To determine the effect of IL-12 on T-bet and Eomes expression during the immune response to IPA infection, we examined T-bet and Eomes expression in IL-12-conditioned IPA CD8+ Tem cells. As shown in Figure 2, we found that addition of IL-12 could induce T-bet but inhibit Eomes expression in CD8+ Tem cells (0.11 ± 0.03; 0.10 ± 0.04) than control (0.05 ± 0.01, p < 0.001; 0.05 ± 0.02, p = 0.032) and IPA groups (0.06 ± 0.03, p = 0.001; 0.15 ± 0.04, p = 0.01) to favor effector versus memory generation. Second, we examine the effect of mTOR activity on T-bet and Eomes expression by adding rapamycin to IPA CD8+ Tem cells. The results indicated that compared to IPA and IPA + IL-12 groups, IPA + RAPA group was able to significantly decrease T-bet (0.03 ± 0.02) but increase Eomes expression (0.20 ± 0.03) in CD8+ Tem cells (p < 0.05). Thus, IL-12 augmented mTOR activity is also essential for regulating the expression of transcription factors of T-bet and Eomes in CD8+ Tem cells during immune responses of IPA infection.
Alteration of inflammatory responses and severity of fungal infection
IL-6 reflected the inflammatory response and IL-10 reflected anti-inflammatory response. Figure 3 revealed that IL-12-treated group had the highest IL-6 level (2888.78 ± 1114.04 pg/ml), followed by IPA (1848.45 ± 247.03 pg/ml), IPA + RAPA (1632.75 ± 882.91 pg/ml), and control groups (245.65 ± 85.78 pg/ml). While the concentration of IL-10 showed a reverse tendency. The IL-10 level of IL-12-treated group (252.25 ± 54.62 pg/ml), as same as the control group (267.59 ± 46.10 pg/ml), was significantly lower than the IPA (350.93 ± 43.11pg/ml, p = 0.001) and especially the IPA + RAPA group (467.00 ± 37.70 pg/ml, p < 0.001).
IL-12 can enhance CD8+ Tem cells differentiation through T-bet and Eomes influenced by mTOR activated.The peripheral blood mononuclear cells (PBMC) obtained from IPA model mice, IPA treated with IL-12 or rapamycin and control animals were detected using flow cytometry after 7 days Aspergillus fumigatus inhaled by the nose. The side scatter (SSC) and CD8a were applied to gate CD8+T lymphocytes, CD44+CD45+CD62±/- represented effective memory T cell (Tem). And then the TEMs were stained with IFN-γ, mTOR, S6K, T-BET, EOMES. The data were presented as mean ± S.D. *: p < 0.05; **: p < 0.01; ***: p < 0.001.(Click on the image to enlarge.)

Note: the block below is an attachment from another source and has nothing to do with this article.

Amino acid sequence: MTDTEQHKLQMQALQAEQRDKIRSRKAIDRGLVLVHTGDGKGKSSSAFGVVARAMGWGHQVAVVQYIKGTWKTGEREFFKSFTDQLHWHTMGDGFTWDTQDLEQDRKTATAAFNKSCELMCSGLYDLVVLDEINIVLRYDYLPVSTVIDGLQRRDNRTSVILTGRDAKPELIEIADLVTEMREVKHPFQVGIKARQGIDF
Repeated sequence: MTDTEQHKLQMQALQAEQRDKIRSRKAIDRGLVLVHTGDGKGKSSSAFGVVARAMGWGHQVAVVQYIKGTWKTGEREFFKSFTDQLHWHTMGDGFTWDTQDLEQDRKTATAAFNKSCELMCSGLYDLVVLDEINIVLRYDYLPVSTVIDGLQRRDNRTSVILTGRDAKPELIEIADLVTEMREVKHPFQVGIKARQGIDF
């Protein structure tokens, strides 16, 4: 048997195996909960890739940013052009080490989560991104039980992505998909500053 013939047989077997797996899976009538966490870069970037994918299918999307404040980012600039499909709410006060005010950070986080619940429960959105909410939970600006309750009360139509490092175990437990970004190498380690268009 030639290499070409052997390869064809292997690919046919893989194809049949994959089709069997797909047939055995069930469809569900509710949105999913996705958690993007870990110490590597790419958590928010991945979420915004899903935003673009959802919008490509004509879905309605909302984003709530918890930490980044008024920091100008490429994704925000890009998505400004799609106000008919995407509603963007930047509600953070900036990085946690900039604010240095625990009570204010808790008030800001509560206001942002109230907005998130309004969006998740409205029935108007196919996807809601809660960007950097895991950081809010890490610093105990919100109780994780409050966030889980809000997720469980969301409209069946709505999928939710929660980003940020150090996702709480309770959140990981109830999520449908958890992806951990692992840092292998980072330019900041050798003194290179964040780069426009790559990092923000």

IL-12 were significantly increased the IL-6 level, which was significantly decreased by rapamycin treatment. In contrast, the concentration of IL-10 and galactomannan showed the reverse trend. Plasma samples obtained from IPA mice, IPA treated with IL-12 or rapamycin and control animals were detected by ELISA seven days after Aspergillus fumigatus intranasal inoculation. The data are presented as the mean ± S.D. * P < 0.05, ** P < 0.01, *** P < 0.001.(Click on the image to enlarge.)
Galactomannan was used to reflect severity of fungal infection in clinical practice. In this study, we found that after Aspergillus fumigates injection, the level of Galactomannan significantly increased in the groups of IPA (1985.98 ± 152.79 pg/ml, p < 0.001), IPA + IL-12 (1720.33 ± 166.86 pg/ml, p < 0.001) and IPA + RAPA (2387.85 ± 87.35 pg/ml, p < 0.001) than in control group (126.82 ± 10.31pg/ml). Compared to the IPA (p = 0.001) and IPA + RAPA (p < 0.001) groups, the level of Galactomannan was significantly lower in IL-12-treated group (Figure 3C).